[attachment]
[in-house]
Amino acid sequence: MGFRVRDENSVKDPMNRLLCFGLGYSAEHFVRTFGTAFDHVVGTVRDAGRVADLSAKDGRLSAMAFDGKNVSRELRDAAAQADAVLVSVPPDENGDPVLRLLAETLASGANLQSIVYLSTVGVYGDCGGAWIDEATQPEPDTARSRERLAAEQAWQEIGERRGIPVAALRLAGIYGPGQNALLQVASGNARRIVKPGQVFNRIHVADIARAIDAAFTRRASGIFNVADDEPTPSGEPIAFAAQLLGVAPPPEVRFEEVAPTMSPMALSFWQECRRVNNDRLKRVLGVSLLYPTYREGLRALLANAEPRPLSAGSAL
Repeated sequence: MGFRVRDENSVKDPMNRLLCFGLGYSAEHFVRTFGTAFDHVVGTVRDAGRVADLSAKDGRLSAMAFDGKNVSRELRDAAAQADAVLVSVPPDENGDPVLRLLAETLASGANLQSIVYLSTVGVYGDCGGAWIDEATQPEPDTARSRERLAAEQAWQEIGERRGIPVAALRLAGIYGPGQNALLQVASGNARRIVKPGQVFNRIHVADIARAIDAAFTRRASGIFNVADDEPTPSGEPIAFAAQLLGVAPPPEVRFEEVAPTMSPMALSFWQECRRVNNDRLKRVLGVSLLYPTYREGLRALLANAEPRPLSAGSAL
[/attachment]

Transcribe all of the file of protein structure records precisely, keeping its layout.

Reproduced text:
[in-house]
Amino acid sequence: MGFRVRDENSVKDPMNRLLCFGLGYSAEHFVRTFGTAFDHVVGTVRDAGRVADLSAKDGRLSAMAFDGKNVSRELRDAAAQADAVLVSVPPDENGDPVLRLLAETLASGANLQSIVYLSTVGVYGDCGGAWIDEATQPEPDTARSRERLAAEQAWQEIGERRGIPVAALRLAGIYGPGQNALLQVASGNARRIVKPGQVFNRIHVADIARAIDAAFTRRASGIFNVADDEPTPSGEPIAFAAQLLGVAPPPEVRFEEVAPTMSPMALSFWQECRRVNNDRLKRVLGVSLLYPTYREGLRALLANAEPRPLSAGSAL
Repeated sequence: MGFRVRDENSVKDPMNRLLCFGLGYSAEHFVRTFGTAFDHVVGTVRDAGRVADLSAKDGRLSAMAFDGKNVSRELRDAAAQADAVLVSVPPDENGDPVLRLLAETLASGANLQSIVYLSTVGVYGDCGGAWIDEATQPEPDTARSRERLAAEQAWQEIGERRGIPVAALRLAGIYGPGQNALLQVASGNARRIVKPGQVFNRIHVADIARAIDAAFTRRASGIFNVADDEPTPSGEPIAFAAQLLGVAPPPEVRFEEVAPTMSPMALSFWQECRRVNNDRLKRVLGVSLLYPTYREGLRALLANAEPRPLSAGSAL